Direct Democracy and the UK; The MP Recall

Plans for a ‘MP Recall System’ should provide greater accountability between elections and empower constituents but many have argued the system laid out by the government would achieve neither of these. Currently MPs can only be removed from their seat between elections if they are convicted of a crime which results in a prison sentence of 12 months or longer, a recall system would go some way to rectifying this. In theory it should allow constituency members to remove underperforming MPs from their seats between elections. Though the government plans to adopt a recall system critics say it does not go far enough and Conservative MP Zac Goldsmith claimed even the ‘worst MP in the world’ could avoid reprimand.

‘Direct democracy’ is a form of democracy where the people, not elected representatives, decide policy matters. Acknowledging the fact that population levels discount ‘pure direct democracy’ and that elected representatives are necessary most countries do use forms of ‘limited direct democracy’. The three most common expressions are the referendum, the initiative and the recall. All 3 see varying degrees of use in different countries; despite widespread use of recall and initiative the USA is one of only a few democracies to have never held a nationwide referendum. The UK has seen several referendums over the years but has never engaged in the use of the initiative or recall methods.

In the USA many states do have the ability to ‘recall’ elected representatives; in 1908 Michigan and Oregon became the first states to adopt recall procedures for state officials. The recall process varies from state to state but in general it follows these steps:

  1. An application is filed to circulate a recall petition.
  2. The petition is circulated and signatures are collected over a certain period of time.
  3. The petition is submitted to election official to verify signatures.
  4. If the petition has gained a specific number of valid signatures a recall election is held.
  5. If the majority vote in favour of ‘recalling’ the elected representative then they will lose their seat and a ‘by-election’ to replace them will occur. Though if a majority vote against a recall then the representative will be able to continue in their role.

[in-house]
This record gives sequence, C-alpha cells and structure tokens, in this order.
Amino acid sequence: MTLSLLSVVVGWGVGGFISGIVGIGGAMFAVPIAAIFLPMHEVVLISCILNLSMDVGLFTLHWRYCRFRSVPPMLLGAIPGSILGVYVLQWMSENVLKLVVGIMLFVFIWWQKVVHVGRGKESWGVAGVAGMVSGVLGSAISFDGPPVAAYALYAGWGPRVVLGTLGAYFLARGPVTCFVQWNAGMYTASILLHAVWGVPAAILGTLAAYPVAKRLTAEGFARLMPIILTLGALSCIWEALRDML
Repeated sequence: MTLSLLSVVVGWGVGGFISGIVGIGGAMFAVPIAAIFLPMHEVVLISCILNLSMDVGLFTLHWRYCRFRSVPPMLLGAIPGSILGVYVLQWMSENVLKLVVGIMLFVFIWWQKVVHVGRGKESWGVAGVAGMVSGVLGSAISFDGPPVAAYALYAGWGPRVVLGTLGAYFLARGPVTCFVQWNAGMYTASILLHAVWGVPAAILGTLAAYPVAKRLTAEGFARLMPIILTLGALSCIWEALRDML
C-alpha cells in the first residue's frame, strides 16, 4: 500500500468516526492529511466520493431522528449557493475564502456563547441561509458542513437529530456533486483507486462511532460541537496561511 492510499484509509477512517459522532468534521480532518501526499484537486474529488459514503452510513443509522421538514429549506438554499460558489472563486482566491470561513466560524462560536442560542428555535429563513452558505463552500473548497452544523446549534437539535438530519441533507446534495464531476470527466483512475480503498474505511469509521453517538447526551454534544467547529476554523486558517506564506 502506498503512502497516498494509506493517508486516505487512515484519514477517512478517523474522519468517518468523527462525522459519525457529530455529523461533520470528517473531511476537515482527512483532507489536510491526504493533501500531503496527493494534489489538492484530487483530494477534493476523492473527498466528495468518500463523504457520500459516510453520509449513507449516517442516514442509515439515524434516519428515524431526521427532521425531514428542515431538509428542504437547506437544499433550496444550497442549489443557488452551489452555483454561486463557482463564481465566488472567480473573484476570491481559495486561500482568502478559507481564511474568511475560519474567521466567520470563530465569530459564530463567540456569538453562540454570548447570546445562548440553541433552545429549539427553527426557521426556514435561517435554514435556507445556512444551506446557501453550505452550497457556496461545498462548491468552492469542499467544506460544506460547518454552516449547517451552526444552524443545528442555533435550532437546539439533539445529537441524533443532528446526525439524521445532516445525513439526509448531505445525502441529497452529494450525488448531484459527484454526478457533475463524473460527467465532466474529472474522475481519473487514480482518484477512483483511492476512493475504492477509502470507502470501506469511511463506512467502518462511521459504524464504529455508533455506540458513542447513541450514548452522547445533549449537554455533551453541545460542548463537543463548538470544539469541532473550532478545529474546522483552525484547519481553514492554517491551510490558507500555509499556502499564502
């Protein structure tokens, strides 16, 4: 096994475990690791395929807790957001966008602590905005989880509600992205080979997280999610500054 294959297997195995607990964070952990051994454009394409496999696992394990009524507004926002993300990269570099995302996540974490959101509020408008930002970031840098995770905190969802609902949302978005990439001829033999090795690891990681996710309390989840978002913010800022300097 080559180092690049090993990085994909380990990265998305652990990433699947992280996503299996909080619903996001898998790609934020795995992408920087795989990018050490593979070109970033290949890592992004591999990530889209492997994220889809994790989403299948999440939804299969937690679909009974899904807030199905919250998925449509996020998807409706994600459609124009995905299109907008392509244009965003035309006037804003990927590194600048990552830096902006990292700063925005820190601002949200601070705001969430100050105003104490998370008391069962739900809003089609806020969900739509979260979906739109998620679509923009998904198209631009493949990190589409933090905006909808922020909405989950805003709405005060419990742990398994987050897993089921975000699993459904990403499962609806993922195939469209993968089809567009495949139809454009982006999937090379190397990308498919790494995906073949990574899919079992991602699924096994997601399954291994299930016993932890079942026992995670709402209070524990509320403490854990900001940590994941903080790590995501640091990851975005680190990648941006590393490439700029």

Despite being more frequently used at local election level two state governors have been ‘successfully’ recalled; Lynn Frazier Governor of North Dakota in 1921 and Governor Gray Davis of California in 2003 (which led to the election of Arnold Schwarzenegger as Governor of California).

However the system proposed in the UK would be vastly different to this and according to MP Douglas Carswell it would not give the power of recall to the public but to a committee of ‘Westminster grandees’. The plan would only allow for a recall petition to be issued if an MP received a jail term or if a committee of MPs decided they should face a recall. This is different to the USA where the public can pursue and issue a recall petition without these restrictions.

Defenders of the ‘cautious’ nature of the system said it would counter unnecessary attempts to remove MPs who had done nothing wrong. Though those of an opposite opinion believe the plans boil down to MPs judging MPs, not empowering constituents and increasing accountability between elections which is the theoretical basis behind introducing a recall system. Many are of the belief that maverick and independent MPs would be vulnerable and Labour MP Fabian Hamilton suggested there was ‘scope for mischief’.

With the revelation in 2009 the many MPs had been abusing their expenses allowance calls for the introduction of greater accountability of MPs has increased. All three main parties backed some form of recall system in their 2010 election manifesto but critics of what has been proposed say the plans don’t go far enough and very little would change in terms of constituents ability to hold MPs to account between General Elections.


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